Could the Steel City become a silicon city? A look at a post 9/11 Pennsylvania

Nova Safo, David Brancaccio, and Rose Conlon Sep 8, 2021
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 In Pittsburgh's East Liberty neighborhood, which used to be majority Black, longtime businesses mix with newcomers popping up amid redevelopment spurred by tech industry growth. Nova Safo / Marketplace

Could the Steel City become a silicon city? A look at a post 9/11 Pennsylvania

Nova Safo, David Brancaccio, and Rose Conlon Sep 8, 2021
Heard on:
 In Pittsburgh's East Liberty neighborhood, which used to be majority Black, longtime businesses mix with newcomers popping up amid redevelopment spurred by tech industry growth. Nova Safo / Marketplace
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This weekend is the 20th anniversary of Sept. 11. Much has been said of the resilience and rebirth of downtown New York in the aftermath of the World Trade Center attacks. And what of Pennsylvania? That’s where Flight 93 crashed in a field in Shanksville, after passengers fought back against the hijackers on the plane.

Marketplace’s Nova Safo is in the state this week to answer that question. He joined Marketplace Morning Report’s David Brancaccio from Pittsburgh. Below is an edited transcript of their conversation.

Nova Safo: Pittsburgh is our first stop. It is the nearest major city to Shanksville.

And, it is at the heart of western Pennsylvania’s regional economy. That used to mean steel and coal. Those industries have shrunk.

One person tracking that change is Christopher Briem. He’s an economist with the University of Pittsburgh.

Christopher Briem: Here in Pittsburgh, heavy industry was very much tied to the rivers, they really needed that real estate, it needed that access. And so the the job centers of Pittsburgh, the region, stretched far out from the city center from downtown. And that’s really much changed, in that, certainly the last few decades, the job growth, it’s coming from ‘eds and meds’ — education, health care, financial services, technology, as it were — these are all things much more concentrated here in the city.”

Safo: And Briem says that’s meant rural areas outside of the city, where once there were steel jobs – have not benefited from the economic transformation.

David Brancaccio: That term he used — eds and meds — implying services over manufacturing as the source of jobs there?

Safo: Education and health services are the biggest sources of jobs here in Pittsburgh.

The city has made a concerted effort to diversify its economy. It’s courting tech as well.

One of the challenges the city has faced is that many tech companies are moving into areas that have struggled with the legacy of redlining.

Briem led me on a little tour of a neighborhood called East Liberty, that for decades was economically depressed. Now there’s redevelopment all around.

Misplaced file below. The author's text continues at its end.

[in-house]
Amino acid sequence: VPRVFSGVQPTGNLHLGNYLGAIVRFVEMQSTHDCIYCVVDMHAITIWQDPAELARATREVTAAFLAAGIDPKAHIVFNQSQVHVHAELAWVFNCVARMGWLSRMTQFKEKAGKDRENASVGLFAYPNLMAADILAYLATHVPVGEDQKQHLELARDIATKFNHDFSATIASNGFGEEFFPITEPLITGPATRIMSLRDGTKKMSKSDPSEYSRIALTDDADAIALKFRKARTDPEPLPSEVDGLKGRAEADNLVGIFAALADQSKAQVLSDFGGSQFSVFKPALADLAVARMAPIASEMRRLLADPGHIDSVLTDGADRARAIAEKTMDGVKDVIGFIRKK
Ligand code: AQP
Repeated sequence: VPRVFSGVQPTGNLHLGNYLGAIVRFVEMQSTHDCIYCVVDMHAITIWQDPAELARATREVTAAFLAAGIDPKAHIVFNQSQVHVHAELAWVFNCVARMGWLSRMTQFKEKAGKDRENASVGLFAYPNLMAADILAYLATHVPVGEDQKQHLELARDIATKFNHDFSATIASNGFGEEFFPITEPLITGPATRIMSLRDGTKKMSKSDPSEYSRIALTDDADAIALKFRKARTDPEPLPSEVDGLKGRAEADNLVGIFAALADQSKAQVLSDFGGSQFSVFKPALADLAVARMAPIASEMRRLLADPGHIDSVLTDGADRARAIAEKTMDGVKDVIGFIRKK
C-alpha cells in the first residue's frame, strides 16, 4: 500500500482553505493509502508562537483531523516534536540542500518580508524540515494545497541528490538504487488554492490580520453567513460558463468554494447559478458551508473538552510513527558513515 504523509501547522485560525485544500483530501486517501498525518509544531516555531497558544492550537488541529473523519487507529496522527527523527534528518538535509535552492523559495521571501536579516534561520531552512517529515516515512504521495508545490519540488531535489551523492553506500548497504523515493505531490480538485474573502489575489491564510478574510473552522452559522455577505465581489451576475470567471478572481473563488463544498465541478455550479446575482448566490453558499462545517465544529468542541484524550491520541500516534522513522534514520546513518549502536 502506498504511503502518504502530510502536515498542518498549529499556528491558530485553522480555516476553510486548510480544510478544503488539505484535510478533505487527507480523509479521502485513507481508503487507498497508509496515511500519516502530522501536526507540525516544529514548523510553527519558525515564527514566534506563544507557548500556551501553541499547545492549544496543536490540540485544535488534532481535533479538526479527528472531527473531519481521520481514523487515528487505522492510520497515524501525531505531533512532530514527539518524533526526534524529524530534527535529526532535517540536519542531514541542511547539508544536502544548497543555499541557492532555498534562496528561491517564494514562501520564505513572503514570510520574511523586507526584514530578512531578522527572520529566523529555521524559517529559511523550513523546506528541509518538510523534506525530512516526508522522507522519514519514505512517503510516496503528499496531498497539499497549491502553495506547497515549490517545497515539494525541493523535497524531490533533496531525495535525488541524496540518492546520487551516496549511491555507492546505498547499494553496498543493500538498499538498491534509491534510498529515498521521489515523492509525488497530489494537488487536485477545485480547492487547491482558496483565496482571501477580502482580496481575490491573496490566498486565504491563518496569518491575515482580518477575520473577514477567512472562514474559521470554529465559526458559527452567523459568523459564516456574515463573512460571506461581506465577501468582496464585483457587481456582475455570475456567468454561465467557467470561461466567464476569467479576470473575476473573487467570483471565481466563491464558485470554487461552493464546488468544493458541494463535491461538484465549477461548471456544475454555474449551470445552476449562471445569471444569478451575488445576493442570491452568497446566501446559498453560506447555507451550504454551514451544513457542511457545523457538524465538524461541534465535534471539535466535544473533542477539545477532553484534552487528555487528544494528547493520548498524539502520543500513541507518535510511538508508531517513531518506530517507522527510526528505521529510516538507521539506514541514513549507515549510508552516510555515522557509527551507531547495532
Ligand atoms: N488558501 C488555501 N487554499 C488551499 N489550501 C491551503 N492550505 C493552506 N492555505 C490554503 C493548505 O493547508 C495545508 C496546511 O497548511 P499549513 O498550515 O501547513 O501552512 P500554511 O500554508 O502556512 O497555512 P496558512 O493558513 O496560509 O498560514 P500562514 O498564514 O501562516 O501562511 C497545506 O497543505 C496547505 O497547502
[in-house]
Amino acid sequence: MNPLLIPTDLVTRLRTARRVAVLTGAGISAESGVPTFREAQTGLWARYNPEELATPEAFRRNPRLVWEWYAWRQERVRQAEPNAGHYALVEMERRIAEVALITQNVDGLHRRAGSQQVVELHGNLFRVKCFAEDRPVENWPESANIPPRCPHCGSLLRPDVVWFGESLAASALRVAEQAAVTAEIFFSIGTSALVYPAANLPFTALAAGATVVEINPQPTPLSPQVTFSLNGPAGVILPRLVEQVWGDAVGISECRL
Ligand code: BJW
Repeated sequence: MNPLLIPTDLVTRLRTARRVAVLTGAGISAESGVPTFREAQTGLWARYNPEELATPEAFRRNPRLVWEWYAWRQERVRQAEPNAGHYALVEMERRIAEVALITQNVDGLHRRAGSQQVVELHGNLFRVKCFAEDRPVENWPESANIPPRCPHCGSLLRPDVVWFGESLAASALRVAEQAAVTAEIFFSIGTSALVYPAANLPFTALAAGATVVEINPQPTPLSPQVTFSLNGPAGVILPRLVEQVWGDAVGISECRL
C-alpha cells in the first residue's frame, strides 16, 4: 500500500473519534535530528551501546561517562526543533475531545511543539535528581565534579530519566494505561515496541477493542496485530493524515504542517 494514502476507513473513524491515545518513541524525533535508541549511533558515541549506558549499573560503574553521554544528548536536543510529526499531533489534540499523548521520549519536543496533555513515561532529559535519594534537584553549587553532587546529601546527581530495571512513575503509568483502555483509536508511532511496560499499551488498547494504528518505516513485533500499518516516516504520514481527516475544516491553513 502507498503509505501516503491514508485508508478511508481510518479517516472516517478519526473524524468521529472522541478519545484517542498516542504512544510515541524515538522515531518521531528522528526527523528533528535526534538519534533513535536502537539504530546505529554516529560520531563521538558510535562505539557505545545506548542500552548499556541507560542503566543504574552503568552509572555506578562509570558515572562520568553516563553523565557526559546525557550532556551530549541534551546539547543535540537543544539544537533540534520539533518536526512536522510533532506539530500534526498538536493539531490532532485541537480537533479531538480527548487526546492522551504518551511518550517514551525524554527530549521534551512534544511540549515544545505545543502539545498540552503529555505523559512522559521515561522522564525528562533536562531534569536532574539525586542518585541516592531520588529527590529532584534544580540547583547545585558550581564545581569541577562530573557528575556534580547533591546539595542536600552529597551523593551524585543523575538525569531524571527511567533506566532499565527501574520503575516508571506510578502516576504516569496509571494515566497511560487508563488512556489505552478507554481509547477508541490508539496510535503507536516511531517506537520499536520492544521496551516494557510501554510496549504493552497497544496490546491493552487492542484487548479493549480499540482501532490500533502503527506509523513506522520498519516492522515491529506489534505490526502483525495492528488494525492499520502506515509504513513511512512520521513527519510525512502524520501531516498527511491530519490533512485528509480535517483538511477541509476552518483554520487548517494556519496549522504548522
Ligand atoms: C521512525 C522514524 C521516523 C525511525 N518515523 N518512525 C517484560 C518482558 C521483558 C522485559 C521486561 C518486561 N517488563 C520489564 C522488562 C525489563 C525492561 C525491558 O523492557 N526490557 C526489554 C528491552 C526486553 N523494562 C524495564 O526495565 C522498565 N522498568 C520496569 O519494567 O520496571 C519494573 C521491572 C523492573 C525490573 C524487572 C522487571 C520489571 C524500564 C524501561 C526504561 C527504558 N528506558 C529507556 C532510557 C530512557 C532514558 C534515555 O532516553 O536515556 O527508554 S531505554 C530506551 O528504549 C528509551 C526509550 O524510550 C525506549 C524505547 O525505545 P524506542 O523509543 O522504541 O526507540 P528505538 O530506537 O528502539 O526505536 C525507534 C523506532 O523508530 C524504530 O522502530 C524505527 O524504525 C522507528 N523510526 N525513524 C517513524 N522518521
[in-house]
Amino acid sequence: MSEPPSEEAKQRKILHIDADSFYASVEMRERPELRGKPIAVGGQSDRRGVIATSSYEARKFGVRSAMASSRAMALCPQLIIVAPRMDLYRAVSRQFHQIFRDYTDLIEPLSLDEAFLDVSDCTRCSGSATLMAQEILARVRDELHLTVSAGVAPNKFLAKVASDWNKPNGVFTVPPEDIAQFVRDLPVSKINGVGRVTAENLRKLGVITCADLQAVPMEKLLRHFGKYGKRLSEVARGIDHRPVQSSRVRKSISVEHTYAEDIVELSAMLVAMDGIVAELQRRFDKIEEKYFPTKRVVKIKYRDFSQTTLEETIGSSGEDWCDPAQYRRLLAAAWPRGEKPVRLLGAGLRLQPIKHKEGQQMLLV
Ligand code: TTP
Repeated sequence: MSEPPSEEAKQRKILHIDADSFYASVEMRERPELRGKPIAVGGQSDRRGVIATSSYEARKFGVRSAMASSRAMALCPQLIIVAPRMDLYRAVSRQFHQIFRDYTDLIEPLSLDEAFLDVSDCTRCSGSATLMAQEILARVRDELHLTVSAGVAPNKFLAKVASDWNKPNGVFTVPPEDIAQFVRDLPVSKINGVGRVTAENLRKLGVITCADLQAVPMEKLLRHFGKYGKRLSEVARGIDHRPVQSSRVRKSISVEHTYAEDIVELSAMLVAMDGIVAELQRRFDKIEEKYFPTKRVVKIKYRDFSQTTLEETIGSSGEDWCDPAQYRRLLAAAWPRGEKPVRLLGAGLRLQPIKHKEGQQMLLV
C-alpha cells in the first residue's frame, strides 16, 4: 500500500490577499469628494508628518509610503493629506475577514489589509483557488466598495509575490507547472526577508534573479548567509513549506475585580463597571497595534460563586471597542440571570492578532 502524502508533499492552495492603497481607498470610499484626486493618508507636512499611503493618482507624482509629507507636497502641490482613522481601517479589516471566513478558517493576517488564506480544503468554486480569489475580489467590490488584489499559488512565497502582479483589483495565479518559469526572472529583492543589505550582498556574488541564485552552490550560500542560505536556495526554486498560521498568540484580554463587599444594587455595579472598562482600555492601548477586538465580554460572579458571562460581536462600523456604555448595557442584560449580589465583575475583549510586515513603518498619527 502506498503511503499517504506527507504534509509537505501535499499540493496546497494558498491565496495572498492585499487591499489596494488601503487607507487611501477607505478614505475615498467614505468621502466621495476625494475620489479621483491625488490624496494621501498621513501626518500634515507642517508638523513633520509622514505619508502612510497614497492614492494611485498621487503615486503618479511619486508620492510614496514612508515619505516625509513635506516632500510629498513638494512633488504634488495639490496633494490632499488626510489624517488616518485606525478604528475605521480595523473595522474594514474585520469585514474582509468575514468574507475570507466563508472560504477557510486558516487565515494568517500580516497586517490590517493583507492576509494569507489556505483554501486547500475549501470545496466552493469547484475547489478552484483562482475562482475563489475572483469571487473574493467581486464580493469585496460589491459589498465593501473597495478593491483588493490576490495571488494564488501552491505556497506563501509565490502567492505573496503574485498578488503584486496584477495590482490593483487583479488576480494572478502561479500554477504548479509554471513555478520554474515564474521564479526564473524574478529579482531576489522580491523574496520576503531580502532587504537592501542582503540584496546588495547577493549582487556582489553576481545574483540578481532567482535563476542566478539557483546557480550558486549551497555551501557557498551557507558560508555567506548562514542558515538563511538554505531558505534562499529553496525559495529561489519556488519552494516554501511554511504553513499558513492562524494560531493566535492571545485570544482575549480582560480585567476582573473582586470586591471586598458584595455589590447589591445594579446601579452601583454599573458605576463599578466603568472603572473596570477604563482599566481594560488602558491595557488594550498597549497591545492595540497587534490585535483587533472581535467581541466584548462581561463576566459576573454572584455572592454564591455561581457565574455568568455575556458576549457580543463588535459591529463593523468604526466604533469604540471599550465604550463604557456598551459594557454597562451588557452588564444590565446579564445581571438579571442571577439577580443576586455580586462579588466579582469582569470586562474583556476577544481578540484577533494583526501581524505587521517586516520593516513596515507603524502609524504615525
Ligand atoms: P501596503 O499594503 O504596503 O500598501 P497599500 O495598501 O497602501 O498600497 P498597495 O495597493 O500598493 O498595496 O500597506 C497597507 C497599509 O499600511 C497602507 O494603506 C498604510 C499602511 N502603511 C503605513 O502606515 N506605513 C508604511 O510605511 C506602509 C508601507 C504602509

Briem: This was … very much an African-American neighborhood. It is now with the 2020 census, not even majority African-American, it’s about 40%.

Safo: And what is driving that change?

Briem: So, there’s a lot going on … but really new firms there are a lot of the technology firms that are here in the city are here in the East End. And folks who want to live close to that are probably creating demand for this housing that has never been there before.

Safo: In other words, gentrification.

There’s a tech accelerator in that same neighborhood, where they’re thinking about how to bring in diverse entrepreneurs to counteract some of that.


Listen to more of Marketplace reporter Nova Safo’s reporting on the tech industry in Pittsburgh, Pennsylvania.


Within the tech industry, Pittsburgh is paying a lot of attention to autonomous vehicles and robotics. The idea here is use regional manufacturing and logistics strength for new economy businesses.

I visited AlphaLab. Its managing director is Jim Jen. He walked me through part of the building where entrepreneurs can tinker with prototypes.

Safo: It’s a very cavernous space.

Jen: Yeah, it’s a cavernous space … we have a machine shop here with tools and equipment for the entrepreneurs here to do light prototyping.

Safo: What kind of things, what kind of prototypes are we talking about, what are they generally building?

Jen: For example, one company … has been developing a material that is got the properties of rubber, but is also thermal conductive.

Safo: And before you ask, David, you apparently could use that to make lighter laptops, for instance.

Brancaccio: So, start-up activity in Pittsburgh. But put it in perspective for us, compared to places like Seattle or Silicon Valley?

Safo: There’s a difference in scale. Startups in Pittsburgh last year raised just under a billion dollars in early-stage funding. That’s just a small fraction of the overall tech industry. But the tech companies that are in Pittsburgh are having an impact – a lot of new development around town. Repurposing old manufacturing facilities.

That’s also meant: gentrification. Here’s Jim Jen again.

Jen: All of us that are building an ecosystem, really want to make sure that we are making it as inclusive and to not have the disruptive effects of increasing, creating greater inequality.

Safo: Gentrification is an issue where you’re located here.

Jen: Yes, it is. And so it is an issue, that we are, are grappling with, and, and are focusing on.

Safo: Jen told me they’re making sure they invest in startups with diverse leadership, for instance, to counteract some of that gentrification.

A lot of those startups get gobbled up by bigger firms. So hopefully there’s a pipeline of diverse talent into the tech industry as a whole.

Correction (Sept. 8, 2021): Jim Jen’s name was misspelled in an earlier version of this story. The text has been corrected.

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